Projects at the IFMSA March Meeting 2006 A total of 41 projects run by 27 different National Member Organizations were presented during the Project Presentations Sessions at the 55th IFMSA March Meeting in Pucón, Chile. These were divided into four categories and one best project for each has been selected, according to the attendees evaluation; the participants were asked to fill in an evaluation form for each of the presented projects, judging the importance of the problem addressed, whether the goals and objectives were achievable and whether the methodology was appropriate, the originality of the project, its’ rate of cost-effectiveness and to give their overall impression. The data obtained was then processed using MS excel and the results were made public during the closing ceremony of the March Meeting. The mentioned categories are: COMMUNITY HEALTH PROJECTS – projects that aim to improve the health and the well-being of a specific group from the members of a community. The best community health project at the IFMSA March Meeting was the Teddy Bear Hospital run by IFMSA Romania and SlomSIC Slovenia project, in collaboration with European Medical Students Association (EMSA). VILLAGE PROJECTS – international rural development projects designed to improve the living conditions in the target areas. They are student designed and run projects based on the WHO Healthy Village Approach and are organized in collaboration with the target population and are approved by the governmental bodies of the host country. The best project at this category was KUMBA Village project run by SISM Italy and ANEM Portugal. HEALTH CAMPAIGNS – including projects that aim to raise awareness of a specific group of population about a particular health care related issue. The best health campaign at the March Meeting was Marrow a project coordinated by Medsin UK. EDUCATION PROJECTS – projects that aim at improving student health education and cover the gaps in the current preparation of the future physicians. According to the March Meeting participants, the best education project was Organ Donation ¬– CroMSIC Croatia and LemSIC Lebanon. In addition, we have had the Projects Fair where about 60 projects run by some 35 NMOs were presented with posters and other promotional materials. The best poster was selected by an evaluation team formed by the IFMSA publications director, the IFMSA Projects Director, 2 NMO representatives and one Organizing Committee member. We have considered the attractiveness of the design, the importance of its’ idea, the projects’ team participation at its’ realization and the popularity of the poster rated by the biggest number of participants to select it as best poster at the fair. After processing the data using the same informatics system the winner was KUMBA Village project – SISM Italy and ANEM Portugal, as best project poster at MM 2006. Overall, the best project presented at MM 2006 was KUMBA Village project (SISM Italy and ANEM Portugal) and this project won the Rex Crossley Award at the 55th IFMSA March Meeting.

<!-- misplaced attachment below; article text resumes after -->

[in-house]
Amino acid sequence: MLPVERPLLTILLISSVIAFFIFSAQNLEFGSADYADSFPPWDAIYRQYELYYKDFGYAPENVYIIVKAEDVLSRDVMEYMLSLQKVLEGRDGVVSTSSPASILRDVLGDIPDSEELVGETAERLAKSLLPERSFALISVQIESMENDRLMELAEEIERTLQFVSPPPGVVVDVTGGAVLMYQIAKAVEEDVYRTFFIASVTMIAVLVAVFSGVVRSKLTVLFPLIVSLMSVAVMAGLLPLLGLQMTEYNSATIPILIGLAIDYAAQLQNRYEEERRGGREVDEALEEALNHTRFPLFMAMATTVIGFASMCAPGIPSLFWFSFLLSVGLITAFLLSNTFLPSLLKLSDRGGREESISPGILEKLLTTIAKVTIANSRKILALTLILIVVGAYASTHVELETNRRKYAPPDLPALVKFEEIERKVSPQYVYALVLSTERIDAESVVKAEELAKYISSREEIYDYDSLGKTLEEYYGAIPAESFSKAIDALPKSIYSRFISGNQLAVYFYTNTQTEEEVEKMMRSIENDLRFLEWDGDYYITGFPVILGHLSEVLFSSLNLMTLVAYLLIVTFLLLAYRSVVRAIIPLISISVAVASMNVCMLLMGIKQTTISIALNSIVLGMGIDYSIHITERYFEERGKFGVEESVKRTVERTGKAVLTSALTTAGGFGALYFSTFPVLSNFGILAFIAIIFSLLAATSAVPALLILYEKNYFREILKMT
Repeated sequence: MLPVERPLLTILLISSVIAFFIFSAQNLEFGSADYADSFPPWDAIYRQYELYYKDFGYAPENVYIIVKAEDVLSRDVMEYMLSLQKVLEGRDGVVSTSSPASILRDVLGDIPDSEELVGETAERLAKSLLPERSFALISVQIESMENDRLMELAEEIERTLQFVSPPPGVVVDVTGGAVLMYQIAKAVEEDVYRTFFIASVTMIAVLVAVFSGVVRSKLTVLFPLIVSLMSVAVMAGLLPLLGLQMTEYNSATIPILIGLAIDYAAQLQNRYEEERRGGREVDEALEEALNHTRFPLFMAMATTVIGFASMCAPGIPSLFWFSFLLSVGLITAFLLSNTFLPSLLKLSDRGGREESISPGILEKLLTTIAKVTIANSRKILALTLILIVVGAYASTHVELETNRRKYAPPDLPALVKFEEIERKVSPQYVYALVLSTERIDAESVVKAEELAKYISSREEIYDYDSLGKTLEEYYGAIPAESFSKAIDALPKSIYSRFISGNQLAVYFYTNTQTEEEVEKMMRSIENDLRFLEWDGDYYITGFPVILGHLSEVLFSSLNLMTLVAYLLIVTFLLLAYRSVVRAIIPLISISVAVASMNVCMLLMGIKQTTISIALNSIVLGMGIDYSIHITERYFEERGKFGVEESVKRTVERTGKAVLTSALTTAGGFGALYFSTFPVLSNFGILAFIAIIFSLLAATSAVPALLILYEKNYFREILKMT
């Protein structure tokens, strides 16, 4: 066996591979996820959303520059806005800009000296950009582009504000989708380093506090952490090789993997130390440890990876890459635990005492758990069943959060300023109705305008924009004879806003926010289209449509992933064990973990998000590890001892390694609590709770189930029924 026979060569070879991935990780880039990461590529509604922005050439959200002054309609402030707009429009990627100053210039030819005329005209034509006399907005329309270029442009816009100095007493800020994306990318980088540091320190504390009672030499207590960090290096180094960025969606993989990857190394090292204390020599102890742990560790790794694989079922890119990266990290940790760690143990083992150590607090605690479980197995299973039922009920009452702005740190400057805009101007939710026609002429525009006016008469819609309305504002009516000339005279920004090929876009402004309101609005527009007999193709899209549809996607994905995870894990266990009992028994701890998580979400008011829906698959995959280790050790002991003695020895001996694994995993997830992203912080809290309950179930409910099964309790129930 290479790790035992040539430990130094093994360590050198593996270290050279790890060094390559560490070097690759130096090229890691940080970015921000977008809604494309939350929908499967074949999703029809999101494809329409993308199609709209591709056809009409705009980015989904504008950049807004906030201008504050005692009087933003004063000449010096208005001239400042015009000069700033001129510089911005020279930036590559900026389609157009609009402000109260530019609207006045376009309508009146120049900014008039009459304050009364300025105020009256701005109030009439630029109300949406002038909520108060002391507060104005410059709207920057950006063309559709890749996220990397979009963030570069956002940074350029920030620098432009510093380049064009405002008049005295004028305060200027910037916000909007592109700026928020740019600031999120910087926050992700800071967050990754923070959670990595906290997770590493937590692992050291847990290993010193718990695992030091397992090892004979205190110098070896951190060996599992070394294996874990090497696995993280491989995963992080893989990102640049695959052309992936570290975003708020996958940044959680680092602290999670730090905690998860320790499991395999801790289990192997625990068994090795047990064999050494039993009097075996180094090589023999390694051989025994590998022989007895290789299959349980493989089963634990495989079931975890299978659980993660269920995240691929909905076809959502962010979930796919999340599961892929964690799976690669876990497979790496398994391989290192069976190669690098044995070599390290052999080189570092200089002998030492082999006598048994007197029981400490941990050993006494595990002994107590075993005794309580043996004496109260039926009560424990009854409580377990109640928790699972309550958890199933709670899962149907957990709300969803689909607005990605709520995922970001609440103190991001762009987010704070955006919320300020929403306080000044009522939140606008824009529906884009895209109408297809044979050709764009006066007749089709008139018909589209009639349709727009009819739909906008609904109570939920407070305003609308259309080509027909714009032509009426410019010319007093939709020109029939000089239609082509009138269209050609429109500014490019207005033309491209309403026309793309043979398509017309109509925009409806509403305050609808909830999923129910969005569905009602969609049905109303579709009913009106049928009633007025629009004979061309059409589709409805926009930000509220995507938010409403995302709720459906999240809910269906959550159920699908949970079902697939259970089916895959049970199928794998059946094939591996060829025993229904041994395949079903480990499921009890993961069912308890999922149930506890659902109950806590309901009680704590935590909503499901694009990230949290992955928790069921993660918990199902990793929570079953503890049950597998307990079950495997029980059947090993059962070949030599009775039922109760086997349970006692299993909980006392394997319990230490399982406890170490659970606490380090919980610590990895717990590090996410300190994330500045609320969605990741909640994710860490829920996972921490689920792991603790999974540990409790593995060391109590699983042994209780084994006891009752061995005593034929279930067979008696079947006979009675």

List of IFMSA abbreviations EB - Executive Board
PPRC - Projects Proposal Review Committee
GA - General Assembly
GS - General Secretariat
PSD - Projects Support Division
NMO - National Member Organization
SG - Secretary General
WHO - World Health Organization
VCP - Village Concept Project
SC - Standing Committee
Projects at the IFMSA March Meeting 2006 Kumba Village Project Kumba Village Project is run by SISM (Italy) and ANEM Portugal and collaborates with the local clinics: St Francis and Ejed and their medical referents (Dr E.E. Eben and Dr G. Njumè) as well as with the Kumba's General Hospital. As volunteers in the Clinical Activity Program, medical students as well as physicians and nurses attend the activities of the partner sanitary centers. The program also includes donations of different kinds of medical material for both diagnosis (tests, ECG machine, etc.) and therapy (surgical kits, tubes, etc.). Up to 6 groups are sent every year. The groups consist of 8-10 persons each. International participation is possible for a number of 2 students for each group and only for the clinical part of activities. For details about how to join the volunteers team you can surf on the projects website, or contact the project coordinator. The Application form can also be through :Project's Coordinator SISM-Italy: Kostas Batzalexis, firstname.lastname@example.org ,Project's Coordinator ANEM-Portugal: Igor Milet, email@example.com and Project’s website: www.kumbaproject.org
Teddy Bear Hospital The “white coat” syndrome? Of course, it refers to be fear of going to the doctor. And this is proved to be especially important in children. It was also noticed that some physicians find it more difficult to deal with a child as a patient. The Teddy Bear Hospital project tries to improve the communication between children and future physicians by bringing them together and “play the doctor” with the children’s teddies. Teddy Bear Hospital is an IFMSA transnational project organized in collaboration with the European Medical Students Association (EMSA) and it is carried out at the present in about 25 different countries around the world. For more information about how to set up a Teddy Bear Hospital in your town, feel free to contact Adela Delecea, the project coordinator at: firstname.lastname@example.org or email@example.com, or visit the project website at: www.dsms.net/teddybear Projects Bulletin is an IFMSA publication
Idiot's Guide by Manuela Moraru